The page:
September 14, 2017
Why move a tool in the first place?
There are many reasons why a company wants to move an existing tool, market trends being one of them. Around 2009 large quantities of tools were being moved to Asia to take advantage of cost reduction opportunities due to low labour costs. Tool transfer is nothing new in the industry, companies move tools around for various reasons:
Recent trends in the industry
The trend over the last year or so, has been to bring machines back to the UK due to the cost reduction opportunities in previous years, no longer being the case because of the rise of labour costs abroad. Another factor is that manufacturing is on the cusp of the 4th manufacturing revolution with the introduction of advanced robots, which means there will be a huge micro economic shift, and because of this, tools will need to be moved back to their home markets so that the products produced are in close proximity to customers, which will also reduce the carbon footprint. So we can assume that there will be many tools which will move to new injection moulders. What are the risks to moving a tool? and what can be done to reduce these risks or even obliterate them?
What are the risks to moving a tool?
Recognise that the OEM (Original Equipment Manufacturer) team, who are responsible for selecting the company to move the tool to, are basing their decision on the terms of:
However, they may be unaware of technical issues and challenges that can arise. It’s true to say that only the injection moulders with hands-on experience, will be aware of the implications of poor mould condition, part geometry, material selection or quality specifications.
How can we reduce the risks?
Therefore for both the OEM and the plastic injection moulder, investing in a communication programme which includes a full due diligence investigation at the evaluation phase is essential to help build long term business relationships. So what do we mean by this?
All mould tooling transfers need upfront planning, communications and disclosure on both sides and investments to achieve expectations and goals of the project. By understanding the OEMs goals and a full investigation of the tool by the injection moulder there will be no unplanned or surprise discoveries later on.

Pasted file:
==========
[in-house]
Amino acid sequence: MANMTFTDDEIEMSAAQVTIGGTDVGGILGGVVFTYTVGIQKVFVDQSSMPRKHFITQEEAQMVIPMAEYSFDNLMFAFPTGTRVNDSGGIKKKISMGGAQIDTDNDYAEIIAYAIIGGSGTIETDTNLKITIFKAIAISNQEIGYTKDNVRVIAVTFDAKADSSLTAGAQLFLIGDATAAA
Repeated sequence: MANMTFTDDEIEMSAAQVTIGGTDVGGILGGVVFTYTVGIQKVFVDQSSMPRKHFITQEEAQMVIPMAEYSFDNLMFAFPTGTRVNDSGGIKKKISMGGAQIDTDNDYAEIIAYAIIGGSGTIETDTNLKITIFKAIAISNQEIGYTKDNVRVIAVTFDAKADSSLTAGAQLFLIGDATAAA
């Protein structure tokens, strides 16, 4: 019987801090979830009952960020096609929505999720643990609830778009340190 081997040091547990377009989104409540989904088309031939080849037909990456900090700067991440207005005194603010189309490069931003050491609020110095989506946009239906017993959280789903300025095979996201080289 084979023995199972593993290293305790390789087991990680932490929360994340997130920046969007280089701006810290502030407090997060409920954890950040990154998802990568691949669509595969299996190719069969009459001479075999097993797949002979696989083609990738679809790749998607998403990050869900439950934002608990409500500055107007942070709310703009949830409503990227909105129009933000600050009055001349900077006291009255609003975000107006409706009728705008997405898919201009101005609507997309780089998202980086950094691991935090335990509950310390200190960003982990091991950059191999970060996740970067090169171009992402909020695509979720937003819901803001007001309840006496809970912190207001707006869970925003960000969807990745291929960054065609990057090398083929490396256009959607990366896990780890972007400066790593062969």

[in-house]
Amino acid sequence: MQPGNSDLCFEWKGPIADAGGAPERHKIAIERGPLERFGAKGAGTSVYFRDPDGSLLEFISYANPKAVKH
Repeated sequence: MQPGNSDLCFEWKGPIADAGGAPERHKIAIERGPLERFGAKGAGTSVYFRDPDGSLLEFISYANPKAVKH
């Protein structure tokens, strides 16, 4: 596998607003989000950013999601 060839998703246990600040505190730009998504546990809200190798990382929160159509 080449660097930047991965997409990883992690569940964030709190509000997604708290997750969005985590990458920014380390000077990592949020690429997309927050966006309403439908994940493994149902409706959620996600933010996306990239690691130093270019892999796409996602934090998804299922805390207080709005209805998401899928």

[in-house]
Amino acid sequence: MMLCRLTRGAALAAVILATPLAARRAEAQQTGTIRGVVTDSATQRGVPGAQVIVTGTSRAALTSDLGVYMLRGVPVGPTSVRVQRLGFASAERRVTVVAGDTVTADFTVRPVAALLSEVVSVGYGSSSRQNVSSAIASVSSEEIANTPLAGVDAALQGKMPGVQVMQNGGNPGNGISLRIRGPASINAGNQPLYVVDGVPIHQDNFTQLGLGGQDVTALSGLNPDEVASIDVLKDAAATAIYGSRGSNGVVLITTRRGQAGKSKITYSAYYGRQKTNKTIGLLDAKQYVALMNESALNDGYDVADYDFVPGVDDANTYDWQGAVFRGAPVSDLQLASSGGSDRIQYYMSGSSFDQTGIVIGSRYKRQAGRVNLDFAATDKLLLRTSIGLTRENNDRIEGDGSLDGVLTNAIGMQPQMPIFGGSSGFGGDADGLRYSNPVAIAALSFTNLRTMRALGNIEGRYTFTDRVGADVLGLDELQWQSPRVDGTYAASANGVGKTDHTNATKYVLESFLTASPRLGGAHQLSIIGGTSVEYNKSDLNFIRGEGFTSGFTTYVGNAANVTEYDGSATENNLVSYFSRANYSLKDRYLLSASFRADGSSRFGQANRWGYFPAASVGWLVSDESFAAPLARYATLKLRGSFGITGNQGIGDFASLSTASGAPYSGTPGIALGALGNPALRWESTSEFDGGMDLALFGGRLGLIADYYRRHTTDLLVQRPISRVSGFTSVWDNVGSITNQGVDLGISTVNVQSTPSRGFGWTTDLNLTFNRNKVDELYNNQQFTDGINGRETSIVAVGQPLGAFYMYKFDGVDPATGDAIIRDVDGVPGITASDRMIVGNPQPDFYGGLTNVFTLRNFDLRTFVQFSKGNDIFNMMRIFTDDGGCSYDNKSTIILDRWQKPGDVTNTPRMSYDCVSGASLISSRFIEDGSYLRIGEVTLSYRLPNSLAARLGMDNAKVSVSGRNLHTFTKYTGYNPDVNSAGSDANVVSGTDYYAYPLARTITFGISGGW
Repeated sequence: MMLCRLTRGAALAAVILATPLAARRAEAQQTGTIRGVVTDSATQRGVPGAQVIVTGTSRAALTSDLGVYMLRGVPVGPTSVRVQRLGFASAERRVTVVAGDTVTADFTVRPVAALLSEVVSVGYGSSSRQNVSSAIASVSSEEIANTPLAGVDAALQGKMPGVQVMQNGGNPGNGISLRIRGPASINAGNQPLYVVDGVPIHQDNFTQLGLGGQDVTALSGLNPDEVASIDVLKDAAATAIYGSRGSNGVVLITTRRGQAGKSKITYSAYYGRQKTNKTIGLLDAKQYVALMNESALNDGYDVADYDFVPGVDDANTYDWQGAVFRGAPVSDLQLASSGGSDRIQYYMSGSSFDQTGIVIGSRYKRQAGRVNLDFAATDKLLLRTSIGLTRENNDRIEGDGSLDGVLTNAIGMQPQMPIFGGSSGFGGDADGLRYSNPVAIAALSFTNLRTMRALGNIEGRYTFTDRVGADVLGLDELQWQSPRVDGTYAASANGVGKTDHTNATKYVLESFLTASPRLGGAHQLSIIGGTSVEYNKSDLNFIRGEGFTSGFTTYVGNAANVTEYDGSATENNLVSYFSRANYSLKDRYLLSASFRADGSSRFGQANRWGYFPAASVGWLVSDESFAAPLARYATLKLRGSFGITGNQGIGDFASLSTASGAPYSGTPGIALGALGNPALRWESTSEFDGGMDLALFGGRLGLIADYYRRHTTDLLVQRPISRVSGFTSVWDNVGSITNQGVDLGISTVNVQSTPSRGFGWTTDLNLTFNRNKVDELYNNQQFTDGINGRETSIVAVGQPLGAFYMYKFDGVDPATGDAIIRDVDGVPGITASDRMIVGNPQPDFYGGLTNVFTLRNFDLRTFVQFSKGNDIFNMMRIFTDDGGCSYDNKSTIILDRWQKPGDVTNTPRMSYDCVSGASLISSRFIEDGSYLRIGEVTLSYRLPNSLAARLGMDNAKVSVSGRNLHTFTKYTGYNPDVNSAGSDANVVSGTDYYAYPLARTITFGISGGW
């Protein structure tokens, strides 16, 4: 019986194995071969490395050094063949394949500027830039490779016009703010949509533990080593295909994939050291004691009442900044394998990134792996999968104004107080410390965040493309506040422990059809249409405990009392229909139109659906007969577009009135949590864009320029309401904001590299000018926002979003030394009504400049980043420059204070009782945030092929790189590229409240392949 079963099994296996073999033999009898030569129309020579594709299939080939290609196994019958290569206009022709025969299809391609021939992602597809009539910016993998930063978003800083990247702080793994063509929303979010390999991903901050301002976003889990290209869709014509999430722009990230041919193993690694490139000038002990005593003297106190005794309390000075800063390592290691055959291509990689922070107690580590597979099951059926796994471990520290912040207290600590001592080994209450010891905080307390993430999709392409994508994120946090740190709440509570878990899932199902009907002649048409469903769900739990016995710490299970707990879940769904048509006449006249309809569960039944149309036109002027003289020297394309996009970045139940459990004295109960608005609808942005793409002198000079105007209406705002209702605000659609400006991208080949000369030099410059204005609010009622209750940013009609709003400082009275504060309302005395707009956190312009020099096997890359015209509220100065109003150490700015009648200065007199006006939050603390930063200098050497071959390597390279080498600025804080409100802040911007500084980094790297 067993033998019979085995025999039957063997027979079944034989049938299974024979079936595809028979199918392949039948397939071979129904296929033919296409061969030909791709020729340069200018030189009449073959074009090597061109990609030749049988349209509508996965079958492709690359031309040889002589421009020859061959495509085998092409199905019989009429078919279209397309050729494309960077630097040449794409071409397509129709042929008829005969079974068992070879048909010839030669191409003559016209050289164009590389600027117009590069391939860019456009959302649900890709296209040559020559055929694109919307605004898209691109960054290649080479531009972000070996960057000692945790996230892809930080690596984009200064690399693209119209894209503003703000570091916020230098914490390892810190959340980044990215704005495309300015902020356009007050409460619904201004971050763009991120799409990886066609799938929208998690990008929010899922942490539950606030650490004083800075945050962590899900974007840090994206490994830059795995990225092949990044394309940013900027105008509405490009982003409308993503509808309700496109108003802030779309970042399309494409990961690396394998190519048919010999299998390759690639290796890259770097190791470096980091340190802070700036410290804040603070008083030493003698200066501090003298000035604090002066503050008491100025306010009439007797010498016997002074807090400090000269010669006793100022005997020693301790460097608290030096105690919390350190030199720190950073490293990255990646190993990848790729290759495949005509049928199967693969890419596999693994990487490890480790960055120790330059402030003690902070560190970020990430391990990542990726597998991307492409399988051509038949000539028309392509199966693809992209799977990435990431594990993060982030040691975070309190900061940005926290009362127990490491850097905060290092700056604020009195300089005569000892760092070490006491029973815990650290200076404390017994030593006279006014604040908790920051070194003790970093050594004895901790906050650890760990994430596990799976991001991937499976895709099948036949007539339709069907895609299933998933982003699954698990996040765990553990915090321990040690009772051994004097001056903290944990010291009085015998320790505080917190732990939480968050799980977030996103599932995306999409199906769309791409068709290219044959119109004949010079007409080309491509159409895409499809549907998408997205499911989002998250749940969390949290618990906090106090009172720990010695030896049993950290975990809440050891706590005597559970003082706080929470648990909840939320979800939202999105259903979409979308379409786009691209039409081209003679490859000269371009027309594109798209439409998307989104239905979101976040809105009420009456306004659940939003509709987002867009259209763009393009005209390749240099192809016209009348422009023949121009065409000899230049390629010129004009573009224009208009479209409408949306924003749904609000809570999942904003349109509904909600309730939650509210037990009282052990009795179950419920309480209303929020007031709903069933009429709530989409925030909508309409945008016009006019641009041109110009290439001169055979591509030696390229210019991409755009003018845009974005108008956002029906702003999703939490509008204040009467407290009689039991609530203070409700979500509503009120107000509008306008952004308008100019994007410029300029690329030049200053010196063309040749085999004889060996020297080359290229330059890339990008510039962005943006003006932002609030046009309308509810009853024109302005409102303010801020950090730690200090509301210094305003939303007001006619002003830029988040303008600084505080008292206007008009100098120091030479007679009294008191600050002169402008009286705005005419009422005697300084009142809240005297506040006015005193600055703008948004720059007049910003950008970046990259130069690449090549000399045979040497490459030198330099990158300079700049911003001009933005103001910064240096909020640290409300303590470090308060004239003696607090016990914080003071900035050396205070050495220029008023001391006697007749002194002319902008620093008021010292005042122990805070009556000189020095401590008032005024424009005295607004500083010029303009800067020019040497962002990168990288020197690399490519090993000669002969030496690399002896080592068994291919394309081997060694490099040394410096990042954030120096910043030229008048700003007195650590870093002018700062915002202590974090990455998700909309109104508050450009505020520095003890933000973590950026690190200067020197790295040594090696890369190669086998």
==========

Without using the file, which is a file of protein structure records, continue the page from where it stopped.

Other questions an OEM should consider when selecting an injection moulder is:
Suffice to say that once the need to move a tool has been identified, there are many considerations both the OEM and plastic injection moulder should take into account.
At Counterplas we have worked with many companies to explore whether they should move their tool or not.
If you want to explore moving your tools further complete this questionnaire, there is no obligation, but from the information you provide you will know what your next steps need to be.
If you prefer to talk to a human, contact our technical team they are always happy to help 0121 520 8387.
June 30th, 2017
So you want to get a part made? – Costly processing mistakes can be made without a good design. By keeping to some simple rules of part design, not only will your part be easier to manufacture and assemble, but should withstand the test of time.
June 15th, 2017
So you need to select the correct material for your project? – in order to determine the best material for your project, there are 3 key questions to be asked; What is the intended end use of the part?- Does the part need to be rigid or flexible, withstand pressure or weight, temperature variations and read more
June 07th, 2017
So you want to get a tool made? – as this can be the largest investment in the manufacturing process, getting it right is key. Build time can take time and a great deal of accuracy, so the following factors should be taken into consideration.